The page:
During the past year I have discovered that I am an educator and I intend to continue this role with my patients. After developing a passion for human anatomy as a student I was asked to become a supplemental instructor. This has allowed me to share my enthusiasm for the material while assisting students with comprehension and study strategies. My students thrived when I listened to their struggles and approached topics with them from different angles. During my second semester of instructing I have helped to lower the drop rate in the anatomy course, which regularly dwindles to 12 or less students from an original group of 30. This has confirmed to me the importance of personal connections between teacher and student. I believe that my contributions have helped students connect with the material and with each other. My students emphasized that having an advocate supporting them was essential to their success. I intend to maintain this advocacy in medicine, complementing treatment with education and enthusiasm.
    Living abroad gave me insight into the subtle but important differences between cultures. After graduation I sought discovery outside my existing boundaries and decided to travel. There were many promising career paths, but none I could commit to with conviction. Through a series of unexpected events and opportunities I immigrated to New Zealand where I worked and gained permanent residency. Despite the similarity in the language and the culture I encountered distinct differences in beliefs and perceptions. Americans are respected by New Zealanders, but I was tagged with a distinct stereotype. It was unpleasant to be blanketed with negative stereotypes such as arrogance and international ignorance, but I gained insight into my own prejudices toward other cultural groups and nationalities. From this self-examination I learned to tolerate the behavioral differences of other cultures and to be more aware of my own. The benefits I gained from my cultural immersion were incredibly beneficial when I left New Zealand to travel through Southeast Asia, India, Egypt and Europe. Cultural disparities were challenging when it came to communication. Patience and tolerance were critical in every encounter. My husband and I were constantly adapting our behaviors to avoid causing insult. This helped us to observe the amazing social differences at every destination and connect with individuals and families. We humored a multi-generational Indonesian family with our tourist mistakes and became close with a South African Muslim family in Malaysia. After many months of culture shock and unfamiliar territory we were enthralled and exhausted. I returned to the US full of gratitude and motivated to pursue a rewarding and meaningful career.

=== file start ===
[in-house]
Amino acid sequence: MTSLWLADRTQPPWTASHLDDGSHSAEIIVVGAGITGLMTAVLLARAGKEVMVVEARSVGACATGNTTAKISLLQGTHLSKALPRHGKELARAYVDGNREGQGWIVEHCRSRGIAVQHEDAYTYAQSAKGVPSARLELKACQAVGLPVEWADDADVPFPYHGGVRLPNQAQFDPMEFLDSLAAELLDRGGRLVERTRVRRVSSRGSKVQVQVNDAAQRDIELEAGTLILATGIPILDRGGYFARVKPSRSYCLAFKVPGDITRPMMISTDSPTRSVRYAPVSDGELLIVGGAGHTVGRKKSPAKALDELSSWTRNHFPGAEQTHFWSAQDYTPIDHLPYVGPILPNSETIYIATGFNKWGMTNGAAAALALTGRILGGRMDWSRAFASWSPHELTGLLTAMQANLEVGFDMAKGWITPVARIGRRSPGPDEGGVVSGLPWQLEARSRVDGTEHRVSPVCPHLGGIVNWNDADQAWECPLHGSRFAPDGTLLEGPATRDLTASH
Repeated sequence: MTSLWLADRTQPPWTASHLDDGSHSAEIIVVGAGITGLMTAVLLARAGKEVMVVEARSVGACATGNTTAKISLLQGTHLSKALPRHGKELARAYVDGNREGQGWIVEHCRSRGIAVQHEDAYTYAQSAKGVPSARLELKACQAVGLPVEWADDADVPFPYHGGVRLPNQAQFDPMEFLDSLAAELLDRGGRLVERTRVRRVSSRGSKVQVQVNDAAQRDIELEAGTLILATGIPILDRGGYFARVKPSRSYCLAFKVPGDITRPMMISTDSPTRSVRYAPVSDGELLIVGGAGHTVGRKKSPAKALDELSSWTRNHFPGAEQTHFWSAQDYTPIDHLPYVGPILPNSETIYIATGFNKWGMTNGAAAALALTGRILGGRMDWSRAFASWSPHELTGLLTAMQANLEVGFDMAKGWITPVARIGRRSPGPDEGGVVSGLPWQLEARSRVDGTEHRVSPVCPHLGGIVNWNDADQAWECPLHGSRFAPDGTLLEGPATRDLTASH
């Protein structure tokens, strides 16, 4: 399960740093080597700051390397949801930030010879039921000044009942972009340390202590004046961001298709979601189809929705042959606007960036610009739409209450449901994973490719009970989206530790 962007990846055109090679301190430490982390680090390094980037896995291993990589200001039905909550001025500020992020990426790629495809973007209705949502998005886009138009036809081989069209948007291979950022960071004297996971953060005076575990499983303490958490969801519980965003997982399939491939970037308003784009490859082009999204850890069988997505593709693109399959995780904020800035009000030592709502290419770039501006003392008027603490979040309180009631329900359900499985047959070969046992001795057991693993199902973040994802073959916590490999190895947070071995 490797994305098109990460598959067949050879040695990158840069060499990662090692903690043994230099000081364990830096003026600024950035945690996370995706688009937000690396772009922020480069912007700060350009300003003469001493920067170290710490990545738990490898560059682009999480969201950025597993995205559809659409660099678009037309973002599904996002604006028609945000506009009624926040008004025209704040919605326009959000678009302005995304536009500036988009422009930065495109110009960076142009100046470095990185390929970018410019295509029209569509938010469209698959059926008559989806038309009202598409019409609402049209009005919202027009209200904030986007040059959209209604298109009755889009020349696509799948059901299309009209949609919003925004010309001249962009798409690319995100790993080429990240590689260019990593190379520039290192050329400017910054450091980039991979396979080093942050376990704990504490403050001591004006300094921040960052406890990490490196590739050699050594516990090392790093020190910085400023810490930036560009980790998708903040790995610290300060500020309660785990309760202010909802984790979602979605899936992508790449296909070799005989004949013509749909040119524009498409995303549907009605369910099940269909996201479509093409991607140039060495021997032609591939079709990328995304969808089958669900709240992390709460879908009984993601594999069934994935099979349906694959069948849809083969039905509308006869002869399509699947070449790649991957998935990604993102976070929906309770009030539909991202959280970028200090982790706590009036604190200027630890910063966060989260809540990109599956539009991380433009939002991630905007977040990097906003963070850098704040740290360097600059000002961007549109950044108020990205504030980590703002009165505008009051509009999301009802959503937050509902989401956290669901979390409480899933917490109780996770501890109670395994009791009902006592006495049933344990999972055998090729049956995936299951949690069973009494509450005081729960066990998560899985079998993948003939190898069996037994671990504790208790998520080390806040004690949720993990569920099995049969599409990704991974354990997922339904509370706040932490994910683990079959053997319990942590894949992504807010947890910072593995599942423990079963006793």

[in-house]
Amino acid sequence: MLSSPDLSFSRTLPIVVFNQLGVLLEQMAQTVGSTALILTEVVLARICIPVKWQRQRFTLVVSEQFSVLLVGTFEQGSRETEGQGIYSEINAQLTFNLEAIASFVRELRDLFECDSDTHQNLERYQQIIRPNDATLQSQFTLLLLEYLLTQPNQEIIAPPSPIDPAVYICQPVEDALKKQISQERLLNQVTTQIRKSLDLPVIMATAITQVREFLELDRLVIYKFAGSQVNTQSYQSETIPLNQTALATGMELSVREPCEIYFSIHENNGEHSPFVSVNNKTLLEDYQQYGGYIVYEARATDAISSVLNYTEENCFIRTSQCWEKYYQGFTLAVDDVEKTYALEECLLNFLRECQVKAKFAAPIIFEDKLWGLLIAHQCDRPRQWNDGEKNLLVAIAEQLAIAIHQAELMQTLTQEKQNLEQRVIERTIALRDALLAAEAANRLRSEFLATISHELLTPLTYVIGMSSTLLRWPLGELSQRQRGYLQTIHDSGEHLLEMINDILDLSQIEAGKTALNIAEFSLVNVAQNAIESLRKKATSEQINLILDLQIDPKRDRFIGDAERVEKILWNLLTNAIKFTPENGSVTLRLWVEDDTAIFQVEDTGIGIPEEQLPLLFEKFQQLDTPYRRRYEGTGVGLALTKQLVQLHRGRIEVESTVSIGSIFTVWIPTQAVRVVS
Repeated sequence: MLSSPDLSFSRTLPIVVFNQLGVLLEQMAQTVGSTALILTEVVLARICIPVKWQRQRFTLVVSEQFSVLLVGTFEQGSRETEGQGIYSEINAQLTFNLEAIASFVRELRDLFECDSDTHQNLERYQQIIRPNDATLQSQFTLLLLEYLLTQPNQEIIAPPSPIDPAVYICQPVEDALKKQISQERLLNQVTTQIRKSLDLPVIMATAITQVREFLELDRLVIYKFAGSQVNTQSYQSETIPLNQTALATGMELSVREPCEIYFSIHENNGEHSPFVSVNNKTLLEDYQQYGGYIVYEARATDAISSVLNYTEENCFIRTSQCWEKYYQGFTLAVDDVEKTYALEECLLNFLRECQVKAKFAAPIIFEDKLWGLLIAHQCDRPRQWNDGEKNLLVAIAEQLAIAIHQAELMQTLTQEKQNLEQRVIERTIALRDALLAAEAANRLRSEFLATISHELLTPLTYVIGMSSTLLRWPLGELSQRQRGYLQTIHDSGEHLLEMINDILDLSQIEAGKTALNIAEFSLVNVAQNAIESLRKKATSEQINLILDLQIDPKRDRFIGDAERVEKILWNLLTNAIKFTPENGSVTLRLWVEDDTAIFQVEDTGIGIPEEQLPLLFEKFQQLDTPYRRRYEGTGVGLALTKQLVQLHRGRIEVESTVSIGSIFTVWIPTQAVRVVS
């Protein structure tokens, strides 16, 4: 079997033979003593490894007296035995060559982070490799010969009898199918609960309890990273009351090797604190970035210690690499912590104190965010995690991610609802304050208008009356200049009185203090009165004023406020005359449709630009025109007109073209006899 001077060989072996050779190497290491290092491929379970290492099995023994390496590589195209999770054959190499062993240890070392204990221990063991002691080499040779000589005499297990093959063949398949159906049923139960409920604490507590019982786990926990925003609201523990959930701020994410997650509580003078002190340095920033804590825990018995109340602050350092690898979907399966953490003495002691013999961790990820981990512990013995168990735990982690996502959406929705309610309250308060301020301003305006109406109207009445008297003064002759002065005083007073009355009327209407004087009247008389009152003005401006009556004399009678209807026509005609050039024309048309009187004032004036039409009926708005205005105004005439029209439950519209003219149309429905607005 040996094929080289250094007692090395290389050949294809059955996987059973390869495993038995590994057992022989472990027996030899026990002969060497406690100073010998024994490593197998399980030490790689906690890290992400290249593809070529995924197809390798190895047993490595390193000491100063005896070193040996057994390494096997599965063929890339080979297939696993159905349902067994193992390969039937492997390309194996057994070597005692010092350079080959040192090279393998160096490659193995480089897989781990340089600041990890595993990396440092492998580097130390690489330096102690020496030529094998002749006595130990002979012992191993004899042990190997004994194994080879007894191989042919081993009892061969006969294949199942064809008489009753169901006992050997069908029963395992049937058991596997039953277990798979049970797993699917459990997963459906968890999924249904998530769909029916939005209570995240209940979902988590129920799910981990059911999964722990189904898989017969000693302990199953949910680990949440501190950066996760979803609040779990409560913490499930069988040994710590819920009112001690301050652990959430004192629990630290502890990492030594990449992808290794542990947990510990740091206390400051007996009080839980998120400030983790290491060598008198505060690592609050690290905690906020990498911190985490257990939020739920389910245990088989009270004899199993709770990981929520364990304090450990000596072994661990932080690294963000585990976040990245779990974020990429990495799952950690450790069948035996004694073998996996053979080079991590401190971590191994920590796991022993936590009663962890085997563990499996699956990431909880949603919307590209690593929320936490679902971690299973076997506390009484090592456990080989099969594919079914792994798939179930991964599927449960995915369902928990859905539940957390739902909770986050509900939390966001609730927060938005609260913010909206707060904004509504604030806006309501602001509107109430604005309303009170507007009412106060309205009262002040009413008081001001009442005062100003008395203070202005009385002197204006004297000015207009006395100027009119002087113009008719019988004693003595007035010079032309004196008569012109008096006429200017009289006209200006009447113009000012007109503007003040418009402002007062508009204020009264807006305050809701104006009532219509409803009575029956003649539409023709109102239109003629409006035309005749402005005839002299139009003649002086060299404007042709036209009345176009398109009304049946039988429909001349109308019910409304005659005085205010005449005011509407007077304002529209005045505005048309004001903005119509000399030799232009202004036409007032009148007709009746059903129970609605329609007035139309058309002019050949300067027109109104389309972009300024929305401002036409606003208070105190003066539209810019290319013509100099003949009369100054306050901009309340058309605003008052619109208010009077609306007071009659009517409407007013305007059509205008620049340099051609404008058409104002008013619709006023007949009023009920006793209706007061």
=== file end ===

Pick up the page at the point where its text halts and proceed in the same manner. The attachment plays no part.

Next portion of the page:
Although I am making this decision later in life than most I have sought experiences in medicine from several different angles and am confident that this is the correct decision. I am eager to develop more knowledge of the health systems so that I can contribute to their progress. I hope to connect with my patients just as I have connected with my students. In addition, I am certain that I will also discover opportunities to share my medical knowledge in a formal education setting and to continue sharing my enthusiasm in the classroom.

    LOR:
    5xScience Academic
    1xNonScience Academic
    2xVolunteer Coordinator
    1xPatient Care Employer

    Experiences:
    Shadow Pediatric OR on 6 occasions
    Volunteer at County Hospital 2.5 years in Info Desk then on Surgical Ward
    Supplemental Instructor at Community College that served 55% hispanic population
    Research: Statistical evaluation of Academic Support Program at same Community College, published on campus
    Home Care Aid for 2 years with 15 year old girl with cerebral palsy, plus other elderly and autistic patients
    International travel for 18 months RTW (USA to Tahiti to NZ to Aus to Bali to Malaysia to Thailand to India to Egypt to Greece to Italy to England/France to USA)
    Retail Sales Manager in New Zealand for 2 years
    Random work here and there
    Research: Observed Bonobo Chimpanzees for 6months for CogSci project

    Applied, Rejected

    University of Washington

    Application Complete, Rejected

    University of California, San Diego
    Stanford University
    University of California, Irvine
    University of Arizona - Phoenix
    Oregon Health & Science University
    University of California, San Francisco
    Boston University
    Harvard University
    Pennsylvania State University
    New York University
    Cornell University
    Northwestern University

    Invited for Interview, Withdrew

    Rosalind Franklin University

    Attended Interview, Rejected

    University of Colorado

    Attended Interview, Waitlisted, Withdrew

    University of California, Davis

    Accepted

    University of Arizona